That effort failed. When the London-based Barclays bank bought Lehman’s North American operations, Bush moved to that firm as a senior financial consultant. He made $1 million a year, the Times said.

I’d be interested to hear the conservatives who are outraged by Hillary Clinton making millions in speaking fees explain how this kind of thing is completely different. After all, in both cases, people tossed large sums of money at the politician in question not because of his or her skills, but because of his or her identity. Again and again, companies found it in their interest to have Jeb Bush as a partner, consultant or board member, and it wasn’t for his technical expertise in their particular line of work. For instance, I’m pretty sure I know about as much about manufacturing prefabricated building panels for emergency housing as Bush did in 2007, i.e. nothing, but nobody’s offering to pay me $15,000 a month for “advice” on their prefabricated building panel business, as a company called InnoVida did for Bush.

That doesn’t make him a criminal. If a bunch of corporations wanted to put me on their boards, where I’d make millions for doing almost nothing, I might take them up on it, too. It’s only problematic if Bush thinks that experience has really taught him how the economy works.

I’ve long held that there are few more ridiculous characters in politics than the person who comes before the voters and says, “Vote for me, because I’m not a politician, I’m a businessman” (there are a couple of them running against Bush in the GOP primaries). It’s akin to someone saying, “I’m the person who can fix your leaky pipes, because I’m not a plumber, I’m a podiatrist.” Bush isn’t quite like those people, because he’s not offering his business experience as the sum total of his preparation for the presidency. But if he’s going to say that his business experience gives him a valuable perspective on matters economic that will produce different decisions than those other candidates make, let’s hear how.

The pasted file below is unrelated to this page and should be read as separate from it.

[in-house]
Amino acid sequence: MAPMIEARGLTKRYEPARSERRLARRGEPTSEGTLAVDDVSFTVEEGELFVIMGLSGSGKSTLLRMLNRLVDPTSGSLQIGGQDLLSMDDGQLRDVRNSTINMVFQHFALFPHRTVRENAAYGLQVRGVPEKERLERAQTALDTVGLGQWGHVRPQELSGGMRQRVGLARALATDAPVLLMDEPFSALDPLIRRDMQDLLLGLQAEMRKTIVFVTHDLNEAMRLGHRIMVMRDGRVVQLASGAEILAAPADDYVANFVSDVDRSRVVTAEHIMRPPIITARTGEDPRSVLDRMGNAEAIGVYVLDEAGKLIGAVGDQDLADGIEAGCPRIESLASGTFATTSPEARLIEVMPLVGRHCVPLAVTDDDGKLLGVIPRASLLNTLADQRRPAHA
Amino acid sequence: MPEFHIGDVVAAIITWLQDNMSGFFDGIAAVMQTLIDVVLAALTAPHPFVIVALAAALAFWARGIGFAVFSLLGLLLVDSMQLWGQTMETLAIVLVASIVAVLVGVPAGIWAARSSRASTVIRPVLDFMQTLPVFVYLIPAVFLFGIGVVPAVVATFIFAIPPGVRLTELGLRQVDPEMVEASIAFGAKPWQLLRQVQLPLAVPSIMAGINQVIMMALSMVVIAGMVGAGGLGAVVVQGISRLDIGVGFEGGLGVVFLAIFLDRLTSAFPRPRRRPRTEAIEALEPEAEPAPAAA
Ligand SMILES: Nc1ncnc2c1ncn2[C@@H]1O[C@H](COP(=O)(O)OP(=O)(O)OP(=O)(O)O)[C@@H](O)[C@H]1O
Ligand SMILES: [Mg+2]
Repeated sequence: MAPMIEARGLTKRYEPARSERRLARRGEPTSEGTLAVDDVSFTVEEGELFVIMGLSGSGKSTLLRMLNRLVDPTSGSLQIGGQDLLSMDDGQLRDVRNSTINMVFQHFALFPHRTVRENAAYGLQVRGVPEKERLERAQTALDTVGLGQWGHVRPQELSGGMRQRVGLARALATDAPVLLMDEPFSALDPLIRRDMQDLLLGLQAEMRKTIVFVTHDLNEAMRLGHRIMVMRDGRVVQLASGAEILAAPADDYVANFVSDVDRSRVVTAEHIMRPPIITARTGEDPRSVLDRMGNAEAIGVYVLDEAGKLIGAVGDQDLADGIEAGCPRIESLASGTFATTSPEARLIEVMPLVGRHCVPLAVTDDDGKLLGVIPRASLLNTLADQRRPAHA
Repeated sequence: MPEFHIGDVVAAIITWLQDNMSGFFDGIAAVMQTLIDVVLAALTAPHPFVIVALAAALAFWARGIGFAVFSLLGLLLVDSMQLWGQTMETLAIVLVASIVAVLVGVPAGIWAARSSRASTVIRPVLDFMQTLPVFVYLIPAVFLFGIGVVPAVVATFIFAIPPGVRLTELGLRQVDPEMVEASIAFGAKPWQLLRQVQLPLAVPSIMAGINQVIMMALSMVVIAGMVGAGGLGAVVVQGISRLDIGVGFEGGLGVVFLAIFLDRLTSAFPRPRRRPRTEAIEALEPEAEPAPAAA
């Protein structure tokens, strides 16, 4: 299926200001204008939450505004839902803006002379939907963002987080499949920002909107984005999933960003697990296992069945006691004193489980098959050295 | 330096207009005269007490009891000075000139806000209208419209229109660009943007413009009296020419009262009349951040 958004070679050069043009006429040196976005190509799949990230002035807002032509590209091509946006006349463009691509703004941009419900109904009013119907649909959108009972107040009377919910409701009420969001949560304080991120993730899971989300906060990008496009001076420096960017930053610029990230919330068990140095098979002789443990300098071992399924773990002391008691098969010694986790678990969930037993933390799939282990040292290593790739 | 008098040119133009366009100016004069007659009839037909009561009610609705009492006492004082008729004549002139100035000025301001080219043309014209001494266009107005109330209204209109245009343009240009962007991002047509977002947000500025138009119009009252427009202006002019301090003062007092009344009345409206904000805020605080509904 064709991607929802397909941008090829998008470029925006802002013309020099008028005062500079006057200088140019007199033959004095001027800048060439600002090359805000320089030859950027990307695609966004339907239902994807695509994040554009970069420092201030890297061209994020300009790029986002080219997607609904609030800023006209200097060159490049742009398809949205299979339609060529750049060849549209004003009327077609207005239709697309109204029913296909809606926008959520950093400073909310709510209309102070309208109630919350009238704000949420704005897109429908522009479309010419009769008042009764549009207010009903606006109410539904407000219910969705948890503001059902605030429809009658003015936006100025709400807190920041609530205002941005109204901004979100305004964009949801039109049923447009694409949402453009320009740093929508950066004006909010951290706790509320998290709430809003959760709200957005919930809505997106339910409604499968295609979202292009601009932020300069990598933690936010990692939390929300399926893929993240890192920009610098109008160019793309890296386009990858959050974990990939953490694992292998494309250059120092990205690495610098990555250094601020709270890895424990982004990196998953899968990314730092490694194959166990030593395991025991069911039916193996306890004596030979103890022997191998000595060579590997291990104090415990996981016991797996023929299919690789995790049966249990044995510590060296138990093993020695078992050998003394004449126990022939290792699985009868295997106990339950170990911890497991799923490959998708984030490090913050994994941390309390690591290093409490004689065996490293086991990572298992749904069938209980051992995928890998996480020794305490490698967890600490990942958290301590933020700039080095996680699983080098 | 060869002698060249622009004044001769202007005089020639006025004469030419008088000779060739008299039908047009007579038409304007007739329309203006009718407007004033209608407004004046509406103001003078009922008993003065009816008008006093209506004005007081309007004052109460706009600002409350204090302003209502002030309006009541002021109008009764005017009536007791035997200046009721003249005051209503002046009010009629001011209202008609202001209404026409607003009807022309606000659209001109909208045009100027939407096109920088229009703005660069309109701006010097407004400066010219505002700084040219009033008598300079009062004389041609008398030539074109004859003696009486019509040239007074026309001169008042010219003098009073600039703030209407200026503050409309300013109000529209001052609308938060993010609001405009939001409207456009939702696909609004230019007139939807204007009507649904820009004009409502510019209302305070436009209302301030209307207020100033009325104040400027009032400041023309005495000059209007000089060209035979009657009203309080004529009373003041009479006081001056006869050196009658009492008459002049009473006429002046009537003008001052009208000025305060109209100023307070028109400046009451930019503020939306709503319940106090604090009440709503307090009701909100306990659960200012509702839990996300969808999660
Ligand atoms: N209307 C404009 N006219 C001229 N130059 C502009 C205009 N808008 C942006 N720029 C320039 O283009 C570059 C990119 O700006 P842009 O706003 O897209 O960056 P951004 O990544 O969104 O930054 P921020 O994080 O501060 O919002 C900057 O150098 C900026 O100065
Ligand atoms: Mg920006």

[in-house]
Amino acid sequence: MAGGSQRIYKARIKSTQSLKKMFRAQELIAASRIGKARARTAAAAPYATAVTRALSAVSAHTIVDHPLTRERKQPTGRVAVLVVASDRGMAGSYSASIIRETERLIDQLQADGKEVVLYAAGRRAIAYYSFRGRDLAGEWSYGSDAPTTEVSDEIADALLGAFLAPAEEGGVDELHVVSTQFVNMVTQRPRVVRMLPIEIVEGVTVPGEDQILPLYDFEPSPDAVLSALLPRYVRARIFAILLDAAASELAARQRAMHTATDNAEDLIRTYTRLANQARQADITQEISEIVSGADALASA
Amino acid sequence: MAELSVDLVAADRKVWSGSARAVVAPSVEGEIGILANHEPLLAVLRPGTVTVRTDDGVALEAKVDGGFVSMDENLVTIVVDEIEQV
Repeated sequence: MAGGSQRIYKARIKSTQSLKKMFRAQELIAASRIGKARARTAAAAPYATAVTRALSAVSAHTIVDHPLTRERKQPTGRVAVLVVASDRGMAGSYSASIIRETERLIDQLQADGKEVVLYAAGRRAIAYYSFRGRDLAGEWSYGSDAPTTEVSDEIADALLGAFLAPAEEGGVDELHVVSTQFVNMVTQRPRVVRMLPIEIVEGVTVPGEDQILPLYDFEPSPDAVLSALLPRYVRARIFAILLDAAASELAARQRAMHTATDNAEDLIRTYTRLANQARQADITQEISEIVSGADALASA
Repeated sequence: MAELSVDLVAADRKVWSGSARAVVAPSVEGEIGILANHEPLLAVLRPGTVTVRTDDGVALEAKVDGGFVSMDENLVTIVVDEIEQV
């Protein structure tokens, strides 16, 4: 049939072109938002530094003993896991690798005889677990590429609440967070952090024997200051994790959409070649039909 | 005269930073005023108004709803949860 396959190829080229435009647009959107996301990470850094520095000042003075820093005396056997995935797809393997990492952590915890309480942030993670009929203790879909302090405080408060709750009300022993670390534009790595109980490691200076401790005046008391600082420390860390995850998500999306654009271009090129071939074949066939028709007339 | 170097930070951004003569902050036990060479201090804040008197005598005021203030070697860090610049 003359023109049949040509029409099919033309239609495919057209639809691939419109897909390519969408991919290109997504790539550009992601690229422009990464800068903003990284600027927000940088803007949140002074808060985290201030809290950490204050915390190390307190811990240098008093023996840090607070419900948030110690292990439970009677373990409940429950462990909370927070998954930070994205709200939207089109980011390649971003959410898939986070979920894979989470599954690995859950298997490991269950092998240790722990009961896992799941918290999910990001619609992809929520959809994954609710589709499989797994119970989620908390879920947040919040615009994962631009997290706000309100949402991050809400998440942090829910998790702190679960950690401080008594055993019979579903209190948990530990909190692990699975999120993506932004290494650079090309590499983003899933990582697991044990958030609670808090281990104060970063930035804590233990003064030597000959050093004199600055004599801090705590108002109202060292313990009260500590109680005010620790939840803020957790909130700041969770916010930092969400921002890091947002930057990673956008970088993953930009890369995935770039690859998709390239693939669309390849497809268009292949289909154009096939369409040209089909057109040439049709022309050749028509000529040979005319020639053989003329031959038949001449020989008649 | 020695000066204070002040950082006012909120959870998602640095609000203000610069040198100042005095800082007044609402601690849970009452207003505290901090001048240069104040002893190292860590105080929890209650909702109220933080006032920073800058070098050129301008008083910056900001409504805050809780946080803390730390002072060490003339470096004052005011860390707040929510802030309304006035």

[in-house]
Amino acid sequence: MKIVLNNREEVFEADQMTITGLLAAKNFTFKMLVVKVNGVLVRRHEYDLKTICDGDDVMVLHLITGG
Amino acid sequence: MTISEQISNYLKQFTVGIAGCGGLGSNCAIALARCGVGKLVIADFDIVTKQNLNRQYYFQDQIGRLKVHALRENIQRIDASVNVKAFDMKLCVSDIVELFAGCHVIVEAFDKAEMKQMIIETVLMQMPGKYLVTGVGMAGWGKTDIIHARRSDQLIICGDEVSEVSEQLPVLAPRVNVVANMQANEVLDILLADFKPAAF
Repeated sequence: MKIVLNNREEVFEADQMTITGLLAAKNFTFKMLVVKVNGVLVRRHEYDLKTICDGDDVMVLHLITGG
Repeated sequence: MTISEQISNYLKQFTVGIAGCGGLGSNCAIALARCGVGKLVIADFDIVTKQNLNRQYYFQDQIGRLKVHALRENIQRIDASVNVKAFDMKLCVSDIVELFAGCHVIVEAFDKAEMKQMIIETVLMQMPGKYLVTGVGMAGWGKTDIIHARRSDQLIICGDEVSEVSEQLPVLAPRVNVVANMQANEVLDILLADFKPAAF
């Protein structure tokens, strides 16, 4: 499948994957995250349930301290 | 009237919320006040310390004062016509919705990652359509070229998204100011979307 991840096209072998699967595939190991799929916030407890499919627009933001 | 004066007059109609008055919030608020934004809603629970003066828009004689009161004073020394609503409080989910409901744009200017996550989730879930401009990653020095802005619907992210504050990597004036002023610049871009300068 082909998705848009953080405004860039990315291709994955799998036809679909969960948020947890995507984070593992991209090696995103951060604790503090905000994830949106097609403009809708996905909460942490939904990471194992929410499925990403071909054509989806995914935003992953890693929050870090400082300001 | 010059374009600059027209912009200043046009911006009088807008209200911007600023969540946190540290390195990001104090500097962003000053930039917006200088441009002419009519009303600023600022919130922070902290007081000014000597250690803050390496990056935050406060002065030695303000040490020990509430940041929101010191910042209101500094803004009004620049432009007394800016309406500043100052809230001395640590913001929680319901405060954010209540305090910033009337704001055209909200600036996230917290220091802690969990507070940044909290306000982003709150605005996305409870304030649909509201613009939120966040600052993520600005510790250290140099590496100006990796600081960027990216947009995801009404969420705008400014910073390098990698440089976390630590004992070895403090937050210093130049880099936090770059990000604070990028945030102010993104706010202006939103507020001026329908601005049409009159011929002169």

As of yet, Bush hasn’t released a detailed economic plan. He has said that if he’s elected, he’ll have the economy growing at a consistent rate of 4 percent per year, which would make him far and away the most economically successful president in recent American history. In other words, at the moment his plan is essentially, “Elect me, and it’s puppies and rainbows for everyone.”

It’s possible that when he finally releases the details, Bush’s program will be so creative and transformative that it will blow everyone’s mind — and only a guy who had worked making deals for water pumps in Nigeria and real estate in Florida could have devised it. On the other hand, it might be pretty much what every other Republican advocates: cut taxes, cut regulations, await glorious new dawn of prosperity. I know which one I’m betting on.

 

By: Paul Waldman, Senior Writer, The American Prospect; Contributor, The Plum Line Blog, June 29, 2015

July 3, 2015 Posted by | Economic Policy, GOP Presidential Candidates, Jeb Bush | , , , , , , , , | Leave a comment